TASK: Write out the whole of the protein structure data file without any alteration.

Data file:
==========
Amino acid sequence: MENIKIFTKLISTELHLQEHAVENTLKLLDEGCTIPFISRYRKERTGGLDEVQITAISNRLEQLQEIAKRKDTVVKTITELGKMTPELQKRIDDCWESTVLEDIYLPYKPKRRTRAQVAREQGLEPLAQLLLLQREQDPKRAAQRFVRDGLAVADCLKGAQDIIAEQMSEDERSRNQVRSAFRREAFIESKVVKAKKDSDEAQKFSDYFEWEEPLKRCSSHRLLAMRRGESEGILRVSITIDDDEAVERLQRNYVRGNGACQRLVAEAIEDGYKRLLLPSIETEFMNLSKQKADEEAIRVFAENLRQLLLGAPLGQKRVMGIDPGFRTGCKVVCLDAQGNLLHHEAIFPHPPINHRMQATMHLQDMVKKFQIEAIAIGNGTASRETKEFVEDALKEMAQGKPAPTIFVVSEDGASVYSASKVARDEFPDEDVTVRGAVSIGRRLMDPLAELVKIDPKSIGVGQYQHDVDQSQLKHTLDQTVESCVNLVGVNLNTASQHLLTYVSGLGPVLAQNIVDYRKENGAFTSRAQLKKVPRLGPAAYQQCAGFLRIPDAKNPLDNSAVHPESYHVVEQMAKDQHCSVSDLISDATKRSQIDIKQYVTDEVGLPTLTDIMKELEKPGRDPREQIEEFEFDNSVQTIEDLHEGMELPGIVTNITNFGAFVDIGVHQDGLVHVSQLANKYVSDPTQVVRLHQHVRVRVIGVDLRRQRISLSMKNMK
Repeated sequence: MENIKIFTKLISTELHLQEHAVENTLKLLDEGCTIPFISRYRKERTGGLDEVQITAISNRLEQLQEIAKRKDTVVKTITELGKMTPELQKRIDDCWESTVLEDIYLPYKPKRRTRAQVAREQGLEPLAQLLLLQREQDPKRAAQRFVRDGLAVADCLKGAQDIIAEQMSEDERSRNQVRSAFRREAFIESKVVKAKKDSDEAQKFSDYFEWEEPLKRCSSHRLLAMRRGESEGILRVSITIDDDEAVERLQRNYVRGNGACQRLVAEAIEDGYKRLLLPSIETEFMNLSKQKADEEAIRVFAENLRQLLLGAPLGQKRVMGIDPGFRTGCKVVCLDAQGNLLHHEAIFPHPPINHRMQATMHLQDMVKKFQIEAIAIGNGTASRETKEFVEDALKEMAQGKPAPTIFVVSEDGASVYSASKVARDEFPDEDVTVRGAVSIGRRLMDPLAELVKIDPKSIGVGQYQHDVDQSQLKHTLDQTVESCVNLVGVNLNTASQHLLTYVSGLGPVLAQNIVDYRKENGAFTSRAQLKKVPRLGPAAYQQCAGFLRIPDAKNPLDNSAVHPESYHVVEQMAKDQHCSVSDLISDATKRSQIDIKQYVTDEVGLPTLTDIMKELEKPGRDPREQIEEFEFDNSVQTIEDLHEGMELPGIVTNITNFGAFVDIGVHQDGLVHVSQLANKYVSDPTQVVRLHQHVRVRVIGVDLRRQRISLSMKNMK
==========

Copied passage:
Amino acid sequence: MENIKIFTKLISTELHLQEHAVENTLKLLDEGCTIPFISRYRKERTGGLDEVQITAISNRLEQLQEIAKRKDTVVKTITELGKMTPELQKRIDDCWESTVLEDIYLPYKPKRRTRAQVAREQGLEPLAQLLLLQREQDPKRAAQRFVRDGLAVADCLKGAQDIIAEQMSEDERSRNQVRSAFRREAFIESKVVKAKKDSDEAQKFSDYFEWEEPLKRCSSHRLLAMRRGESEGILRVSITIDDDEAVERLQRNYVRGNGACQRLVAEAIEDGYKRLLLPSIETEFMNLSKQKADEEAIRVFAENLRQLLLGAPLGQKRVMGIDPGFRTGCKVVCLDAQGNLLHHEAIFPHPPINHRMQATMHLQDMVKKFQIEAIAIGNGTASRETKEFVEDALKEMAQGKPAPTIFVVSEDGASVYSASKVARDEFPDEDVTVRGAVSIGRRLMDPLAELVKIDPKSIGVGQYQHDVDQSQLKHTLDQTVESCVNLVGVNLNTASQHLLTYVSGLGPVLAQNIVDYRKENGAFTSRAQLKKVPRLGPAAYQQCAGFLRIPDAKNPLDNSAVHPESYHVVEQMAKDQHCSVSDLISDATKRSQIDIKQYVTDEVGLPTLTDIMKELEKPGRDPREQIEEFEFDNSVQTIEDLHEGMELPGIVTNITNFGAFVDIGVHQDGLVHVSQLANKYVSDPTQVVRLHQHVRVRVIGVDLRRQRISLSMKNMK
Repeated sequence: MENIKIFTKLISTELHLQEHAVENTLKLLDEGCTIPFISRYRKERTGGLDEVQITAISNRLEQLQEIAKRKDTVVKTITELGKMTPELQKRIDDCWESTVLEDIYLPYKPKRRTRAQVAREQGLEPLAQLLLLQREQDPKRAAQRFVRDGLAVADCLKGAQDIIAEQMSEDERSRNQVRSAFRREAFIESKVVKAKKDSDEAQKFSDYFEWEEPLKRCSSHRLLAMRRGESEGILRVSITIDDDEAVERLQRNYVRGNGACQRLVAEAIEDGYKRLLLPSIETEFMNLSKQKADEEAIRVFAENLRQLLLGAPLGQKRVMGIDPGFRTGCKVVCLDAQGNLLHHEAIFPHPPINHRMQATMHLQDMVKKFQIEAIAIGNGTASRETKEFVEDALKEMAQGKPAPTIFVVSEDGASVYSASKVARDEFPDEDVTVRGAVSIGRRLMDPLAELVKIDPKSIGVGQYQHDVDQSQLKHTLDQTVESCVNLVGVNLNTASQHLLTYVSGLGPVLAQNIVDYRKENGAFTSRAQLKKVPRLGPAAYQQCAGFLRIPDAKNPLDNSAVHPESYHVVEQMAKDQHCSVSDLISDATKRSQIDIKQYVTDEVGLPTLTDIMKELEKPGRDPREQIEEFEFDNSVQTIEDLHEGMELPGIVTNITNFGAFVDIGVHQDGLVHVSQLANKYVSDPTQVVRLHQHVRVRVIGVDLRRQRISLSMKNMK